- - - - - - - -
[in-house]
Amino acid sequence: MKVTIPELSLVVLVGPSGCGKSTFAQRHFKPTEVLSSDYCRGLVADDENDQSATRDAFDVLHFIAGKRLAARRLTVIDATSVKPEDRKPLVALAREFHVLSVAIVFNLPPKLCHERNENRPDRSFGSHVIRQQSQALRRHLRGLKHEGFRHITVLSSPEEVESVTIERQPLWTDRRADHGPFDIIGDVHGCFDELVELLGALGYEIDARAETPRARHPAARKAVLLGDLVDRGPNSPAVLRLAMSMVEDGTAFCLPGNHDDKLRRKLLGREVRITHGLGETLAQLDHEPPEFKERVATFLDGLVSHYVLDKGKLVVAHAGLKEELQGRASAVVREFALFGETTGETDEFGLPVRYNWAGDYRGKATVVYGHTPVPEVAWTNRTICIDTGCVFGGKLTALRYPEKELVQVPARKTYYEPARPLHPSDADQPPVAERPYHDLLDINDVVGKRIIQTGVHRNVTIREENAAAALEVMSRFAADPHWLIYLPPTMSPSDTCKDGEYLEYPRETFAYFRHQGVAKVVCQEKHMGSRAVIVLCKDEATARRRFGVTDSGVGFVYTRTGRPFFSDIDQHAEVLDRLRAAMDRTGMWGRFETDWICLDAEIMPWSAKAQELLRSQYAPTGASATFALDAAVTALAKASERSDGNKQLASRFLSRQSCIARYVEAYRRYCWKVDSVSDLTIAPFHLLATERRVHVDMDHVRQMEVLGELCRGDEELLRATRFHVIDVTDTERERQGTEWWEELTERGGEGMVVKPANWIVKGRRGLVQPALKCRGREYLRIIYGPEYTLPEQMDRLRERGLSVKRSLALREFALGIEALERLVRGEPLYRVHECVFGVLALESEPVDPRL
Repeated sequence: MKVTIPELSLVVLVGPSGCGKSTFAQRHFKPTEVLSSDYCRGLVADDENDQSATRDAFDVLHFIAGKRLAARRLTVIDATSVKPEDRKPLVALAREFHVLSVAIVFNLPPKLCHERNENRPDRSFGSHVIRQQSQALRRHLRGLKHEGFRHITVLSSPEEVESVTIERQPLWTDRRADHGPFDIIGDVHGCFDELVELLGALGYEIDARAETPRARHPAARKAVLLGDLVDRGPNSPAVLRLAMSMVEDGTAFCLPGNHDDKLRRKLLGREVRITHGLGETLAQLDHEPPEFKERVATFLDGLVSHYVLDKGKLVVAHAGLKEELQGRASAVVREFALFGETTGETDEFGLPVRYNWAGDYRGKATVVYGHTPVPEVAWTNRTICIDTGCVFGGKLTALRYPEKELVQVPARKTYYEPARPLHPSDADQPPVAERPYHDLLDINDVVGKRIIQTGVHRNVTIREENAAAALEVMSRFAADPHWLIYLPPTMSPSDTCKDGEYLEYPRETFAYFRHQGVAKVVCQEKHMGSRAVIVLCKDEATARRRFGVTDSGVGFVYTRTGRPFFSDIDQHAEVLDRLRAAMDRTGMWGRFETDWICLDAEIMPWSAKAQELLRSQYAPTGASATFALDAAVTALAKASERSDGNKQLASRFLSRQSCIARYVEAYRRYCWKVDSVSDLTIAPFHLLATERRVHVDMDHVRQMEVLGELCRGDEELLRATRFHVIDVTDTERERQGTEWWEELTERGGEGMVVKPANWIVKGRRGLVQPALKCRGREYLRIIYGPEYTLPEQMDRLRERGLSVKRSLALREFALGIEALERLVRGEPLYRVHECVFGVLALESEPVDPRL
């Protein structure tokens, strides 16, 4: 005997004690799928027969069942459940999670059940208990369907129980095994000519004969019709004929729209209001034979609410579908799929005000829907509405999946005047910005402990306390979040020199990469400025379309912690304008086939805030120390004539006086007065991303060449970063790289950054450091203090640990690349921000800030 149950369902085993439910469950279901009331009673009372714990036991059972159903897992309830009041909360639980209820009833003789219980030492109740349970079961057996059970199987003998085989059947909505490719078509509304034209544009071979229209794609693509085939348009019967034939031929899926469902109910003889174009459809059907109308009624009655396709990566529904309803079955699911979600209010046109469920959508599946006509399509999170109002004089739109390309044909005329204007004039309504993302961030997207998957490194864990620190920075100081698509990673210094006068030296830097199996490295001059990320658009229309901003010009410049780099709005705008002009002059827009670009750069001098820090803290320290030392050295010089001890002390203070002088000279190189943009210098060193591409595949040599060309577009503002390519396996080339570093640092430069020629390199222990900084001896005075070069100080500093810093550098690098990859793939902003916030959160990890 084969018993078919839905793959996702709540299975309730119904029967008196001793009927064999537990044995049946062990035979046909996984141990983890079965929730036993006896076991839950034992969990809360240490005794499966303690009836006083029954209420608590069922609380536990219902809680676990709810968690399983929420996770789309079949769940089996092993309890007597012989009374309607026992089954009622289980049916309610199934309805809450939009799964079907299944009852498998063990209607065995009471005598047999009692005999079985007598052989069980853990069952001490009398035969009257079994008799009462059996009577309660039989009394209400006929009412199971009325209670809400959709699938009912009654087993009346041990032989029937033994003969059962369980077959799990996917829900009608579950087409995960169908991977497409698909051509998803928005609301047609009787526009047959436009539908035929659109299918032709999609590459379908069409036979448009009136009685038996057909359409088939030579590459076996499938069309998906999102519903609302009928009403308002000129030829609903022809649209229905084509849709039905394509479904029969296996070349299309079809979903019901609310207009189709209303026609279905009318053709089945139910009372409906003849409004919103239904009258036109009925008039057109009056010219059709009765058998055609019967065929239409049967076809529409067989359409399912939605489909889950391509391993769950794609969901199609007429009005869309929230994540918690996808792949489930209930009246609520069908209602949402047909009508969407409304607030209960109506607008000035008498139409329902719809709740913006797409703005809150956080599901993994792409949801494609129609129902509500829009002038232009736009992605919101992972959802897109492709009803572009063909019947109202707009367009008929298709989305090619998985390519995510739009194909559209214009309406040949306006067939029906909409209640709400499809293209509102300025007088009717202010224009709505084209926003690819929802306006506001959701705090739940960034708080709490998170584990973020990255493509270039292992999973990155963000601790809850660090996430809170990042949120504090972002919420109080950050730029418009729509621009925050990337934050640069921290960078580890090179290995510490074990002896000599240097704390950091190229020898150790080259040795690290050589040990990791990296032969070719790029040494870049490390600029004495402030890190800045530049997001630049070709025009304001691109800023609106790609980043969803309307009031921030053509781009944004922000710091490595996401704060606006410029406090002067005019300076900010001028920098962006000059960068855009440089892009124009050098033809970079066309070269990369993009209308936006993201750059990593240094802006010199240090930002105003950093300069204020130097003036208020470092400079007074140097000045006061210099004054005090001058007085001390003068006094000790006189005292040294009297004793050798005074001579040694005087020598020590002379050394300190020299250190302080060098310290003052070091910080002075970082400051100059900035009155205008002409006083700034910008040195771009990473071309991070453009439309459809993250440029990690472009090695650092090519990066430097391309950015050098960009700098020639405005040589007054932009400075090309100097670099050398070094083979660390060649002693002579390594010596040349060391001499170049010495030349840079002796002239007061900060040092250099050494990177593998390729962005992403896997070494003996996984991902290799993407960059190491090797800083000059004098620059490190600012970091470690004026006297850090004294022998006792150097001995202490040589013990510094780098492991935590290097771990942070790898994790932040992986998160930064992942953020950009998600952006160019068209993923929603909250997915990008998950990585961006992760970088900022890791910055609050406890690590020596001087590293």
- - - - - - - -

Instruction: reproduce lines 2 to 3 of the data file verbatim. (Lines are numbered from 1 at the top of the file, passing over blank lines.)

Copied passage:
Amino acid sequence: MKVTIPELSLVVLVGPSGCGKSTFAQRHFKPTEVLSSDYCRGLVADDENDQSATRDAFDVLHFIAGKRLAARRLTVIDATSVKPEDRKPLVALAREFHVLSVAIVFNLPPKLCHERNENRPDRSFGSHVIRQQSQALRRHLRGLKHEGFRHITVLSSPEEVESVTIERQPLWTDRRADHGPFDIIGDVHGCFDELVELLGALGYEIDARAETPRARHPAARKAVLLGDLVDRGPNSPAVLRLAMSMVEDGTAFCLPGNHDDKLRRKLLGREVRITHGLGETLAQLDHEPPEFKERVATFLDGLVSHYVLDKGKLVVAHAGLKEELQGRASAVVREFALFGETTGETDEFGLPVRYNWAGDYRGKATVVYGHTPVPEVAWTNRTICIDTGCVFGGKLTALRYPEKELVQVPARKTYYEPARPLHPSDADQPPVAERPYHDLLDINDVVGKRIIQTGVHRNVTIREENAAAALEVMSRFAADPHWLIYLPPTMSPSDTCKDGEYLEYPRETFAYFRHQGVAKVVCQEKHMGSRAVIVLCKDEATARRRFGVTDSGVGFVYTRTGRPFFSDIDQHAEVLDRLRAAMDRTGMWGRFETDWICLDAEIMPWSAKAQELLRSQYAPTGASATFALDAAVTALAKASERSDGNKQLASRFLSRQSCIARYVEAYRRYCWKVDSVSDLTIAPFHLLATERRVHVDMDHVRQMEVLGELCRGDEELLRATRFHVIDVTDTERERQGTEWWEELTERGGEGMVVKPANWIVKGRRGLVQPALKCRGREYLRIIYGPEYTLPEQMDRLRERGLSVKRSLALREFALGIEALERLVRGEPLYRVHECVFGVLALESEPVDPRL
Repeated sequence: MKVTIPELSLVVLVGPSGCGKSTFAQRHFKPTEVLSSDYCRGLVADDENDQSATRDAFDVLHFIAGKRLAARRLTVIDATSVKPEDRKPLVALAREFHVLSVAIVFNLPPKLCHERNENRPDRSFGSHVIRQQSQALRRHLRGLKHEGFRHITVLSSPEEVESVTIERQPLWTDRRADHGPFDIIGDVHGCFDELVELLGALGYEIDARAETPRARHPAARKAVLLGDLVDRGPNSPAVLRLAMSMVEDGTAFCLPGNHDDKLRRKLLGREVRITHGLGETLAQLDHEPPEFKERVATFLDGLVSHYVLDKGKLVVAHAGLKEELQGRASAVVREFALFGETTGETDEFGLPVRYNWAGDYRGKATVVYGHTPVPEVAWTNRTICIDTGCVFGGKLTALRYPEKELVQVPARKTYYEPARPLHPSDADQPPVAERPYHDLLDINDVVGKRIIQTGVHRNVTIREENAAAALEVMSRFAADPHWLIYLPPTMSPSDTCKDGEYLEYPRETFAYFRHQGVAKVVCQEKHMGSRAVIVLCKDEATARRRFGVTDSGVGFVYTRTGRPFFSDIDQHAEVLDRLRAAMDRTGMWGRFETDWICLDAEIMPWSAKAQELLRSQYAPTGASATFALDAAVTALAKASERSDGNKQLASRFLSRQSCIARYVEAYRRYCWKVDSVSDLTIAPFHLLATERRVHVDMDHVRQMEVLGELCRGDEELLRATRFHVIDVTDTERERQGTEWWEELTERGGEGMVVKPANWIVKGRRGLVQPALKCRGREYLRIIYGPEYTLPEQMDRLRERGLSVKRSLALREFALGIEALERLVRGEPLYRVHECVFGVLALESEPVDPRL